# Re: functions, list, default parameters

• From: Dave Angel <davea@xxxxxxxx>
• Date: Fri, 22 Oct 2010 07:59:11 -0400

On 2:59 PM, Sean Choi wrote:
I found two similar questions in the mailing list, but I didn't understand
the explanations.

I ran this code on Ubuntu 10.04 with Python 2.6.5.

Why do the functions g and gggg behave differently? If calls gggg(3) and
g(3) both exit their functions in the same state, why do they not enter in
the same state when I call gggg(4) and g(4)?

# ---------------------------------------------------------------------- my
code:
def gggg(a, L=[]):
print "enter function"
print "a = ", a, "and L = ", L
if L == []:
print "hey, L is empty"
L = []
L.append(a)
print "after append, L = ", L
return L

def g(a, L=[]):
print "enter function"
print "a = ", a, "and L = ", L
if L == []:
print "hey, L is empty"
L.append(a)
print "after append, L = ", L
return L

print gggg(3)
print gggg(4)
print gggg(7)
print g(3)
print g(4)
print g(7)

# ---------------------------------------------------------------------- my
output:
-------------------gggg calls
enter function
a = 3 and L = []
hey, L is empty
after append, L = [3]
[3]
enter function
a = 4 and L = []
hey, L is empty
after append, L = [4]
[4]
enter function
a = 7 and L = []
hey, L is empty
after append, L = [7]
[7]
-------------------g calls
enter function
a = 3 and L = []
hey, L is empty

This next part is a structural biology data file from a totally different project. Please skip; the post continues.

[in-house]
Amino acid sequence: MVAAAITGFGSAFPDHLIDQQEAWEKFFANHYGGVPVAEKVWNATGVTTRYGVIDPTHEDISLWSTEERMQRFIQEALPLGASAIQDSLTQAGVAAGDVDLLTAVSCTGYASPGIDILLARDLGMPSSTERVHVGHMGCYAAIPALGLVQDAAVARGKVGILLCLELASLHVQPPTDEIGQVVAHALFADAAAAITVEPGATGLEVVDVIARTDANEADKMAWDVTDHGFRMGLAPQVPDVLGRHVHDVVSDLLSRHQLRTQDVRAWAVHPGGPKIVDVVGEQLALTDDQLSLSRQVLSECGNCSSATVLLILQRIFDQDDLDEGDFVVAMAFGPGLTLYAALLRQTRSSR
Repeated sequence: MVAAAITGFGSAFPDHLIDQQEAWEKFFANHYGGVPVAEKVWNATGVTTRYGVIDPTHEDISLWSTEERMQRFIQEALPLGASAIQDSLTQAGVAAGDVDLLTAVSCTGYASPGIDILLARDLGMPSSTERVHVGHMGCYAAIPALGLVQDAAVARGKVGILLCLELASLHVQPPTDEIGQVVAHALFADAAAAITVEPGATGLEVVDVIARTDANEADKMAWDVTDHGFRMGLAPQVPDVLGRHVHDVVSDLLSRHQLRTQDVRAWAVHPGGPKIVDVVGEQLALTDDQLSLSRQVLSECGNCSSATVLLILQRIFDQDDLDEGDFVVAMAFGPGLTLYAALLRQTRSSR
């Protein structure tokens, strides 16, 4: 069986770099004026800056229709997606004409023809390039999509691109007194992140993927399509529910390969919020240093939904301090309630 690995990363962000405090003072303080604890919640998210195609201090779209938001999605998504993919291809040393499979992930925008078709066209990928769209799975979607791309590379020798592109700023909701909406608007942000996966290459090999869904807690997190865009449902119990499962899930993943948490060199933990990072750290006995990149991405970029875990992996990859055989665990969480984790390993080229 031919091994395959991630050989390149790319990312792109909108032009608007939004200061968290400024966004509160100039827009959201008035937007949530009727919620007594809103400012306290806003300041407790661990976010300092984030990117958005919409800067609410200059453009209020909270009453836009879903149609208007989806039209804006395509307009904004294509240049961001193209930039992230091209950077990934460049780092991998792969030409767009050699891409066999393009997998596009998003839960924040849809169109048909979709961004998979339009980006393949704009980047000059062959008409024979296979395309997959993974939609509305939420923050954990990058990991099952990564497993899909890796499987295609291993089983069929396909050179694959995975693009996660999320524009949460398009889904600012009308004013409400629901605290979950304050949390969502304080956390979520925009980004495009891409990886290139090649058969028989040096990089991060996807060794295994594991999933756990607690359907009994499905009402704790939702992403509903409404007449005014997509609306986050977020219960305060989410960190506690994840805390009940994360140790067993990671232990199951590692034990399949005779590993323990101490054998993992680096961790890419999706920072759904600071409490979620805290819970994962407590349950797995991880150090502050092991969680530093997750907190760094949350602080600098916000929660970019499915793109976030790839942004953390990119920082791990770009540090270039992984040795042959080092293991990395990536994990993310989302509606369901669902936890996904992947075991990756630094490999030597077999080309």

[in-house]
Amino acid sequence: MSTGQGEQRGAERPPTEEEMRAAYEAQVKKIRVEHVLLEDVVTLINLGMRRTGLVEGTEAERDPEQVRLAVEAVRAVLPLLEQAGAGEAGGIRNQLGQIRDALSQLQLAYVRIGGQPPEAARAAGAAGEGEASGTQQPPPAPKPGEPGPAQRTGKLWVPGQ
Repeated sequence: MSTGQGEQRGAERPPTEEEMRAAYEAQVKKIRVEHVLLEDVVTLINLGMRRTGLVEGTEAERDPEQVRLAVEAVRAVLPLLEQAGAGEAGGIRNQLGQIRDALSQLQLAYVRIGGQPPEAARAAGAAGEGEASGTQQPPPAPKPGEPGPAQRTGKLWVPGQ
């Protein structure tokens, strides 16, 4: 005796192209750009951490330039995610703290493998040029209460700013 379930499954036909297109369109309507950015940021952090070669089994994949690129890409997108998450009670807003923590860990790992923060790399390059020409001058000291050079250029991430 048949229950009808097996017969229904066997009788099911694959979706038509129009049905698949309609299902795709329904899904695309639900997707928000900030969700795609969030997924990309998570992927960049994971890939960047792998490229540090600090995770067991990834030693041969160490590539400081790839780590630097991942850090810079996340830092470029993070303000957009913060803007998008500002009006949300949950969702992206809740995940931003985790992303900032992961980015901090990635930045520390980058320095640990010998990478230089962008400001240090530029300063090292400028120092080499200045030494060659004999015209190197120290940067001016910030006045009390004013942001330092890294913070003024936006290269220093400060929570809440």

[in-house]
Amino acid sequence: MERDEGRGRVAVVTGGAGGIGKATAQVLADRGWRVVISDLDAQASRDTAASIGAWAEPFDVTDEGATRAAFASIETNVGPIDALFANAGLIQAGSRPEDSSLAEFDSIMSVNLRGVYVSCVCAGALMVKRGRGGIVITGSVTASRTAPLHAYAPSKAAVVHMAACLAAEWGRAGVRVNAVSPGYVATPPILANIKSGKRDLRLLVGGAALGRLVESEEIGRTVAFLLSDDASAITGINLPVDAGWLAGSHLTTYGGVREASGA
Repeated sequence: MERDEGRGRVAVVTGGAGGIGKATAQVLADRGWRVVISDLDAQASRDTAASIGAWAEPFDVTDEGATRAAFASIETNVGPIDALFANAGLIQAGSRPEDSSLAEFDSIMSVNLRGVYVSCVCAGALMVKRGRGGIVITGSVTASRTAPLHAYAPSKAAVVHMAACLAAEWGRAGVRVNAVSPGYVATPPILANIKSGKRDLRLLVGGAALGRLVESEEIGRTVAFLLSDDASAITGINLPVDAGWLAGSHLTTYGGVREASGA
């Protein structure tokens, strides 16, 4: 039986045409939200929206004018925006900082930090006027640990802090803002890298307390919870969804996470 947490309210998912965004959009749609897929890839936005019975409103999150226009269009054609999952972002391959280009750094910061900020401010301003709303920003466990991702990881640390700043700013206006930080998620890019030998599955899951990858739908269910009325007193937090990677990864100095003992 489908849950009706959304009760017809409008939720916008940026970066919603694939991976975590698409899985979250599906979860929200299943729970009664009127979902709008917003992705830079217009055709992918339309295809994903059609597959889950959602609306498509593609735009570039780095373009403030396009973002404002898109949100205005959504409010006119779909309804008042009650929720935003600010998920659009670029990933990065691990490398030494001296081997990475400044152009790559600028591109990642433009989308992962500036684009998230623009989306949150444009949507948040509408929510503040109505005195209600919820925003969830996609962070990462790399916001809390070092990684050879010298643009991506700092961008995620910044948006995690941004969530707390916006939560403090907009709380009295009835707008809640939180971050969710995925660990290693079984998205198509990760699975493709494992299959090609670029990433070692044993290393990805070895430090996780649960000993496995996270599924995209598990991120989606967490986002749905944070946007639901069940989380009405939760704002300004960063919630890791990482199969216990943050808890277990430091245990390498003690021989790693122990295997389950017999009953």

after append, L = [3]
[3]
enter function
a = 4 and L = [3]
after append, L = [3, 4]
[3, 4]
enter function
a = 7 and L = [3, 4]
after append, L = [3, 4, 7]
[3, 4, 7]

You deserve a better answer than "Don't do that." That is good advice, but if I were asking, I'd want a clearer explanation of what's going on.

In the g() function, you are seeing the effect that when a mutable object is used as a default parameter, it's shared among all uses of the function. So each time you enter the function, you get the value the object had when the function was last exited.

It's important to point out that the behavior is the same for a immutable object, but since it can't be changed, nobody cares. The immutable object will have the same value it was first created with.

So the secondary question is why function gggg() seems to have different behavior. I haven't seen any responses that addressed that.

The answer is that gggg() doesn't change the original object. Every time through the function, the local attribute L is bound to a new empty list, different from the one that was the default argument. And it's the new one that's modified, and returned. The original empty object is still there, to be used the next time the function is called.

The problem many new Python programmers have is to separate the notion of the symbol L and the object. L is *not* a container for the list object, it is simply bound to it. And the empty list object lives on even when you bind L to a different one.

Perhaps it'd help to print id(L) before and after the assignment, in function gggg(). After the assignment, L is bound to a new object, with a different id. That new object is appended to, returned, and printed. Then it's thrown away. Next time through the function, the original object is used for default argument.

If you needed to empty a list in-place, without changing to a new object, you could use
L[:] = []

DaveA

.